What are the benefits compared to the clinical practice?
Unlike ECS, cortiQ does not produce artificial seizures. CortiQ cannot produce dural pain caused by bad electrode contact. CortiQ shows the neural areas involved in a given task and allows very fast pre-screening that may be used for planning ECS mapping and surgical removal of affected tissue.
Who will benefit from the system?
Neurosurgeons who want to get additional information about the eloquent cortex and other specific regions, and research groups who want to investigate functional regions of the cortex. Neurosurgeons also benefit from cortiQ’s ability to provide maps in real-time instead of hours or days. Patients benefit from reductions in the time needed for mapping, need for additional mapping procedures, chance of accidental seizures resulting from ECS, and the risk of accidental removal of too little or too much brain tissue.
How does the system work and what do the results mean?
The system compares high-gamma activity in the ECoG during resting and active conditions. Changes in the power of the high-gamma band indicate activated neurons with respect to the electrode position. A group of highlighted electrode groups shows an activated neural network. The system updates the activation map in real-time. This allows the user to interpret the activation during the experiment and to stop the paradigm anytime. The longer the paradigm lasts, the more noise is eliminated, and hence only task-related electrodes are highlighted. A recommended setup contains around 45s active and 45s resting state per task.
What is the mapping quality index (MQI)?
The MQI represents the highest change in power of the high-gamma frequency band from a baseline period compared to an active period within a mapping session. The derived metric is the coefficient of determination (R²) in percentage, where an MQI > 10% indicates significant results for a standard mapping paradigm.
The power of the high-gamma frequency band (60-170Hz) derived from electrocorticographic (ECoG) signals.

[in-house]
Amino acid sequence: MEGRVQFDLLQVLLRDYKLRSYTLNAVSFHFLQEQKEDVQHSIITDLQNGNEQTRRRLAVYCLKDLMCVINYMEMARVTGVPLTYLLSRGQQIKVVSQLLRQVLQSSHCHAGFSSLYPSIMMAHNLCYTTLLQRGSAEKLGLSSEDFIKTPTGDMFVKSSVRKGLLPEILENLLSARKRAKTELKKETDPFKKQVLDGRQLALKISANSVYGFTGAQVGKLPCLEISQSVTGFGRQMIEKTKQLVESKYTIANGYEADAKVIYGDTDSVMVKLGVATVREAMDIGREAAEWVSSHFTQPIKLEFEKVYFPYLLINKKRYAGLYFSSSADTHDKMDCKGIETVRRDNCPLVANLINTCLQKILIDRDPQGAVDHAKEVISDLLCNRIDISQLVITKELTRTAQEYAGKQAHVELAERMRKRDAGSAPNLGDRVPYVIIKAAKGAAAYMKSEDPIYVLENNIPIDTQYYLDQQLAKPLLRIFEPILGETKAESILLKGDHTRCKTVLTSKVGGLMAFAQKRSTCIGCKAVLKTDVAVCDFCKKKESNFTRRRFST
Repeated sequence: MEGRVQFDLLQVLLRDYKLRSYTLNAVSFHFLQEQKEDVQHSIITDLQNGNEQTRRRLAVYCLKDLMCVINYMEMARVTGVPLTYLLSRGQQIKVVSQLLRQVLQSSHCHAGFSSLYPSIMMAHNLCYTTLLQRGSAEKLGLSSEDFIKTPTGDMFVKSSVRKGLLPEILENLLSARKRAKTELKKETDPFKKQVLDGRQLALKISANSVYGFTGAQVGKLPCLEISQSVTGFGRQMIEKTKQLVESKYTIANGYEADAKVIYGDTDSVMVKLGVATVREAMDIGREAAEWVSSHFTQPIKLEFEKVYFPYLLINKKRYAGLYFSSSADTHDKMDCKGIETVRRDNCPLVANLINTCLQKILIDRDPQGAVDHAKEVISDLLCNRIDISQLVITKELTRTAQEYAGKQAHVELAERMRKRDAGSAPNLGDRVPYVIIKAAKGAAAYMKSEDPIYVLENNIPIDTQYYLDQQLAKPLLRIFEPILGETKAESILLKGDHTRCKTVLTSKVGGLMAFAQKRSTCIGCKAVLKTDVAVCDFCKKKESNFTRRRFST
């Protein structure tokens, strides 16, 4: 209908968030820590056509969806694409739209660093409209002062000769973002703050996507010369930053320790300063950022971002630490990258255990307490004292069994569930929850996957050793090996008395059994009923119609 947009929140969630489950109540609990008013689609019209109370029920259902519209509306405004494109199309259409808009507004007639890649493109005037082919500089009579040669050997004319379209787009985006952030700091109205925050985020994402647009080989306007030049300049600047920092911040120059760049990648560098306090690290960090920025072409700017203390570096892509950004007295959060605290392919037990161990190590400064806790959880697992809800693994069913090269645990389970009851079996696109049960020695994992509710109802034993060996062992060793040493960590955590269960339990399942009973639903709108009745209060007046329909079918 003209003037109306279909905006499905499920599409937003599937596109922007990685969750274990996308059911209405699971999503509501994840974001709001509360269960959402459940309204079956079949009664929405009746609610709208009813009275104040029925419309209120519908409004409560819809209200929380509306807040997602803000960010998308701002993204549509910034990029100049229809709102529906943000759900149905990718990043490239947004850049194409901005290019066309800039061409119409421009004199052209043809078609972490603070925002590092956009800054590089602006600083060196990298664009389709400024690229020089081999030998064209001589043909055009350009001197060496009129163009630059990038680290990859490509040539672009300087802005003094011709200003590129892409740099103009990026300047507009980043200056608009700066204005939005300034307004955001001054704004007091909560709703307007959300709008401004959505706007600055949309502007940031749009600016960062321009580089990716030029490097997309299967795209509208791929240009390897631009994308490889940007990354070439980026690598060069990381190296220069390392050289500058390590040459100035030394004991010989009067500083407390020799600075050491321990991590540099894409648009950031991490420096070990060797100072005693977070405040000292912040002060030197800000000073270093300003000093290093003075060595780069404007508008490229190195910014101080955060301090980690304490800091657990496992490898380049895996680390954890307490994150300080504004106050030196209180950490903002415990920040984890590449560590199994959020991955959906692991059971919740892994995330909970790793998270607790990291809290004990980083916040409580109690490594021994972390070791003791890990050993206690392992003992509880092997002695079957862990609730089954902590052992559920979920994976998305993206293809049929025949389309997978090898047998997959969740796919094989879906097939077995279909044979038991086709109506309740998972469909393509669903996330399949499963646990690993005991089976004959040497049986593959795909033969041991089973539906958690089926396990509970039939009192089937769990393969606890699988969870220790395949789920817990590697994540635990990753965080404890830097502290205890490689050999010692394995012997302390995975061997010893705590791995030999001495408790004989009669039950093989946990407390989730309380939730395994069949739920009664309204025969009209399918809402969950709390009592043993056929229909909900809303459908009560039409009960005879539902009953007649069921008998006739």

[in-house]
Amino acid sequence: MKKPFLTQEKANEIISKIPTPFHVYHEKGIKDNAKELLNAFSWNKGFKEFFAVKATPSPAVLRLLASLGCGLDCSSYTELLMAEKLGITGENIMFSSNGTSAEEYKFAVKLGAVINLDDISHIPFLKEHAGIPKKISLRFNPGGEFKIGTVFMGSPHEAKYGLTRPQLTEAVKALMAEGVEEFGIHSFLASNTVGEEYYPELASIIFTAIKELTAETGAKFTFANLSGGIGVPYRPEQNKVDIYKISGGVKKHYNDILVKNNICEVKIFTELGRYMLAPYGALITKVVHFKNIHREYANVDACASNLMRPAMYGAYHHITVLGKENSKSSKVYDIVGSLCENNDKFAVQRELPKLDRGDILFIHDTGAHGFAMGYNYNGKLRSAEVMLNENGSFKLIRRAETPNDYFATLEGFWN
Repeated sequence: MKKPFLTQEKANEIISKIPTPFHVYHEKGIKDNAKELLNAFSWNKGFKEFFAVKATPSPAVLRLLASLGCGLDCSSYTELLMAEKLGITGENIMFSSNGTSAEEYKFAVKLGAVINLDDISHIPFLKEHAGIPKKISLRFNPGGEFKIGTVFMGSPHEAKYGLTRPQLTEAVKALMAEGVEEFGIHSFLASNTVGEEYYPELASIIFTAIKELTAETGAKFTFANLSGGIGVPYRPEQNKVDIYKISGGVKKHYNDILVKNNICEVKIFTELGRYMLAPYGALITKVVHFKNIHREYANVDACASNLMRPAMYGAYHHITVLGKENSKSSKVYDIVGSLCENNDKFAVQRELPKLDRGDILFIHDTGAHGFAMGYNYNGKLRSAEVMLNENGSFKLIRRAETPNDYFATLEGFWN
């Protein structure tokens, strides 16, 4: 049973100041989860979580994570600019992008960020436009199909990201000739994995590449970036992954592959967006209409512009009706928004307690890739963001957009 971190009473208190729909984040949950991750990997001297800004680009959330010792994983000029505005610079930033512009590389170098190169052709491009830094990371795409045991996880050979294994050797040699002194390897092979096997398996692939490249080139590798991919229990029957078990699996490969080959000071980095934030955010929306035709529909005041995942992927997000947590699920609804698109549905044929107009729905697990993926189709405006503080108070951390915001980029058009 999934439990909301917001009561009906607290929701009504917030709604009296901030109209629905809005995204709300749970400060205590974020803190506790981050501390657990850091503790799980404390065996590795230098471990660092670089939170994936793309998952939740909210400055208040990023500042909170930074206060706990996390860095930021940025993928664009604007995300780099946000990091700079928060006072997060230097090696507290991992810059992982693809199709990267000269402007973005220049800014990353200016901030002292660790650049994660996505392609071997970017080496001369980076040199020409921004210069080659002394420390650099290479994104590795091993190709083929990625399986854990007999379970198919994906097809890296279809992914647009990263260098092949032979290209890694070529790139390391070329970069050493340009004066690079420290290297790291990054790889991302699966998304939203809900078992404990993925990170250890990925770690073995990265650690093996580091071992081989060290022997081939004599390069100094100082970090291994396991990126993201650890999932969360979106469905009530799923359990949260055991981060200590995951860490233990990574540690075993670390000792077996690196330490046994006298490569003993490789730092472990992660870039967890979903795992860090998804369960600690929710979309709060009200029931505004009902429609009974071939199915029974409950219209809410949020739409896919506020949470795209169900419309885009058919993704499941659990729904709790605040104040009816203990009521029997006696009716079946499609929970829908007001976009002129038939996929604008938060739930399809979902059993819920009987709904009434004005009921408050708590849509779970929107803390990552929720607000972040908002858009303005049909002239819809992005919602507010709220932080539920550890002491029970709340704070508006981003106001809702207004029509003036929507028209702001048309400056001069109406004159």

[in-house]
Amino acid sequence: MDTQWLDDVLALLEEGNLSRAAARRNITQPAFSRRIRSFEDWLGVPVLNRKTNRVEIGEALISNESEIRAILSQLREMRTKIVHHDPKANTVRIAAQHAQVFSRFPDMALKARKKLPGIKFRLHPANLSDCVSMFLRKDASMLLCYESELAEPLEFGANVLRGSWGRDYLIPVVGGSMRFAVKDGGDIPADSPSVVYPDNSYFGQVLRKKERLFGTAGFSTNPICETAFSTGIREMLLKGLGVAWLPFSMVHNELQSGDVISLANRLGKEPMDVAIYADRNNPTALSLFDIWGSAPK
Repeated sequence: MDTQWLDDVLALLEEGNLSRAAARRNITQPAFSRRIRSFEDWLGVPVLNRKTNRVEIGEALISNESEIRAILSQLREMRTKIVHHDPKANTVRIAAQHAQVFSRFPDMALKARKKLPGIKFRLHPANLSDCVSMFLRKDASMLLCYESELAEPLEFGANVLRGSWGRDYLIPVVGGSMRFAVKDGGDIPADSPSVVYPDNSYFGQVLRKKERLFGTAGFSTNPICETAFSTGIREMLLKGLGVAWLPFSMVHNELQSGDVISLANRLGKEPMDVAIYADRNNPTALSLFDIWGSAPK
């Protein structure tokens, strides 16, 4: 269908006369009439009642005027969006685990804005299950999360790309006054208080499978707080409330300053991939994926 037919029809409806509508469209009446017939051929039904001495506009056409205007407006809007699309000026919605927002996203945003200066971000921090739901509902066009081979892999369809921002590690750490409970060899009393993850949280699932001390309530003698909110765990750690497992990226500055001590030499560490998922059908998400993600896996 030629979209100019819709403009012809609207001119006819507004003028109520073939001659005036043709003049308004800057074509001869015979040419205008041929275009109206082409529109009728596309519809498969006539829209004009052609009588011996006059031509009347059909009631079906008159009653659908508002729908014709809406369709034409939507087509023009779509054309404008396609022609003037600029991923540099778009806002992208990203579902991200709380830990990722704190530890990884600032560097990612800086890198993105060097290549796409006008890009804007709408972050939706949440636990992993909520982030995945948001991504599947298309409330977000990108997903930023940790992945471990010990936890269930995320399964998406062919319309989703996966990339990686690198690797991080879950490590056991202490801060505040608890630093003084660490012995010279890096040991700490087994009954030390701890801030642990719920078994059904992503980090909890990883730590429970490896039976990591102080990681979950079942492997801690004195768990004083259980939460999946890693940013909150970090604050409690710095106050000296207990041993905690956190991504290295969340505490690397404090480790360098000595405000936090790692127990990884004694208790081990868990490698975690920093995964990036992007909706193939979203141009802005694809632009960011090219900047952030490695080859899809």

The size of the bubble indicates the activation of the tissue underneath an electrode. All bubbles are normalized to the electrode showing the highest activation. The color of a bubble changes with its size (the bigger the brighter). The maximum size of a bubble is normalized to the mapping quality index (MQI).
The supervisor can immediately check the quality of the mapping session and stop/change the paradigm at any time. No further offline processing is necessary.
cortiQ stores the recorded EEG synchronized with the mapping paradigm and provides an importer for MATLAB (The MathWorks Inc., USA). cortiQ mapping results are stored in CSV format for further comparison.
The mapping procedure is intended to locate functional cortical regions. In principle it is possible to derive the same features (high-gamma band power) with depth electrodes, but it is recommended to have more than 20 electrodes in contact with the cortex.
The activated neural network is highlighted based on natural behaviors, such as speech or movement. The ECS can only investigate symptoms caused by local dysfunction due to electrical stimulation.
Yes, g.tec provides a cortical stimulator for electrically stimulating the brain during a functional mapping procedure. The stimulator will be fully integrated into the mapping software in the future.
Support surgeons’ planning for brain surgeries by providing additional information about functional brain regions.
Yes, cortiQ comes with a passive listening paradigm that maps the auditory cortex, including the receptive language area, and it can play back language related paradigms like picture naming tasks and map expressive language related cortical regions. Already published mapping results can be found in the Publications section.
A mapping that highlights four activation maps usually lasts about 6 min.